Branding. Everyone seems to have something to say on the subject, so much so that writing fresh content on branding feels like a thankless task.
But it bears repeating: branding is about much more than just a logo or a collection of key messages. It’s how you tell the world who you are, and as long as there’s more “you” to talk about, there will continue to be a need for conversations about brand voice and tone.
No matter what size you are, it pays to spend time nailing down your brand voice and tone. Your reputation lives and dies on your ability to follow through on your promises, but it takes a solid brand to communicate that promise in the first place.
Brand “Voice” Versus Brand “Tone”
Think of your favourite singer. From Luciano Pavarotti to Lady Gaga, all of history’s great singers have had voices that were at once wide-ranging in their emotional palette and yet immediately recognizable regardless of the musical setting.
The immediate recognizability factor is your brand “voice”. Voice is your brand’s personality, and that personality is always the same. “Tone”, by contrast, is how you express yourself with that voice, and that can vary considerably depending on the context.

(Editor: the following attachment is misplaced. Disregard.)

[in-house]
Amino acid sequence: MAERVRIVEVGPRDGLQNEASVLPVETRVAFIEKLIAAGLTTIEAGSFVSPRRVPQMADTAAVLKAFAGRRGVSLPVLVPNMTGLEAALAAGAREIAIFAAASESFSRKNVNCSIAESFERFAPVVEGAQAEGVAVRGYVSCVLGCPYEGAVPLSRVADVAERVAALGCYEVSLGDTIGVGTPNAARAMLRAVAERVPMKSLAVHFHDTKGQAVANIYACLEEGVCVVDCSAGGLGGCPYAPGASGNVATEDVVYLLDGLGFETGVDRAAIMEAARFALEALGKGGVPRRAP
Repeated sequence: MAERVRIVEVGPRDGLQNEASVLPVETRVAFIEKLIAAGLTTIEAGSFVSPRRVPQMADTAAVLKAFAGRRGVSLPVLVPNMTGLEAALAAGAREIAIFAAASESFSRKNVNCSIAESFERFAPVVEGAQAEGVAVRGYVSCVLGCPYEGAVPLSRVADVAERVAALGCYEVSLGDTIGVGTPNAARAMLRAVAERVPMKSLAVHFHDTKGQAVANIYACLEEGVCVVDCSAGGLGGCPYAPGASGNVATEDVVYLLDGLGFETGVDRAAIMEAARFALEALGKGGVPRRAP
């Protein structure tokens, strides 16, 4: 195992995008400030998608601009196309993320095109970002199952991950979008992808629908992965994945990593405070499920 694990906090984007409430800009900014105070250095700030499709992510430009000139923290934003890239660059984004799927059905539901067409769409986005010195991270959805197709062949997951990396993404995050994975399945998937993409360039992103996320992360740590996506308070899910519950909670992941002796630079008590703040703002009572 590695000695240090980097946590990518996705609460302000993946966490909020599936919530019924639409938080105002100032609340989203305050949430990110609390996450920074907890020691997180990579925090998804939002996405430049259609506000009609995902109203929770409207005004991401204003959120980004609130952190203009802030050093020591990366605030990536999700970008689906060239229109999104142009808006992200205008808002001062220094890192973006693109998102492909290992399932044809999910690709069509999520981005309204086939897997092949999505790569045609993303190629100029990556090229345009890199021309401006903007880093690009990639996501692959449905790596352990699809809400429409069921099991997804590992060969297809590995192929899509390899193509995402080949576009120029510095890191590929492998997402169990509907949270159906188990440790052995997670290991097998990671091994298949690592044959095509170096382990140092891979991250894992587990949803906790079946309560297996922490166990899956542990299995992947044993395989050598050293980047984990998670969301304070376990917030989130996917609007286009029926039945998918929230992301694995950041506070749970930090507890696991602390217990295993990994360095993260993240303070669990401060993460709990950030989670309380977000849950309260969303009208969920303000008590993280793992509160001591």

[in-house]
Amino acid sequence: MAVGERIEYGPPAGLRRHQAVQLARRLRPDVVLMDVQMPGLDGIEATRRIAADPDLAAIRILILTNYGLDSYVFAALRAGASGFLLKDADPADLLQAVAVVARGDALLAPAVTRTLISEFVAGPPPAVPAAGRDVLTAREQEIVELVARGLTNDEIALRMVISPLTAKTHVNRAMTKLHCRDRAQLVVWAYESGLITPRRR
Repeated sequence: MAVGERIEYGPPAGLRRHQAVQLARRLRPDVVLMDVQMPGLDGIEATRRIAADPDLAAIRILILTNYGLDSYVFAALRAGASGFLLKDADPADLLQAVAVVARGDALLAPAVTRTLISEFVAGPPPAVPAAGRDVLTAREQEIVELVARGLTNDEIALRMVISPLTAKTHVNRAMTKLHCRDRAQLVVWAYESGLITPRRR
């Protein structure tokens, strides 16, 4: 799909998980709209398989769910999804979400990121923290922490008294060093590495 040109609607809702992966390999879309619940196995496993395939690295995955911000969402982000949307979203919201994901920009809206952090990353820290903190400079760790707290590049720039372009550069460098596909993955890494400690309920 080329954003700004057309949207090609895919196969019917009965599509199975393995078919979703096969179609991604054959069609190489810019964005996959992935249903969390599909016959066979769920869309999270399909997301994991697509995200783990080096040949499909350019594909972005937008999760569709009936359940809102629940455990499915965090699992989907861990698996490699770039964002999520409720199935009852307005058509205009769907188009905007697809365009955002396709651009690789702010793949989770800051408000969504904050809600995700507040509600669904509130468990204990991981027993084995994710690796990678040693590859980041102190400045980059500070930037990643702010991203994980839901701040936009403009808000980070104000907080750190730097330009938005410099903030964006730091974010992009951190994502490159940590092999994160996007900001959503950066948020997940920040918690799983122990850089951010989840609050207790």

The Canadian Foundation for Innovation (CFI), whose website we recently redesigned, is a great example of an organization that maintains a consistent brand voice while adjusting its tone to suit different audiences. Its overall brand voice is serious, matter-of-fact and geared toward an educated audience. Nevertheless, its website varies considerably in its tone, from storytelling mode in its podcasts to confident (with lots of adjectives) in its public-facing summaries to bare-bones informative in explaining how to apply for grants.
At Evolving Web, we, too, have a brand voice that we work to maintain. That voice is serious yet friendly and open, with a focus on straightforward answers to (often) complex questions. Our tone, however, varies a lot. Our blog posts range from chatty and casual to more serious and technical depending on the subject matter.
Discipline Equals Freedom: The Importance of Finding – and Maintaining – Your Brand Voice
It’s vital to establish a brand voice, if for no other reason than to reinforce the humanity behind the brand.
People will forget what you said. People will forget what you did. But people will never forget how you made them feel. -- Maya Angelou
Remember that time you got prompt customer service over the phone or via chatbot? That doesn’t happen by accident, it’s the result of a creative process that begins with identifying your brand tone and instilling it organization-wide.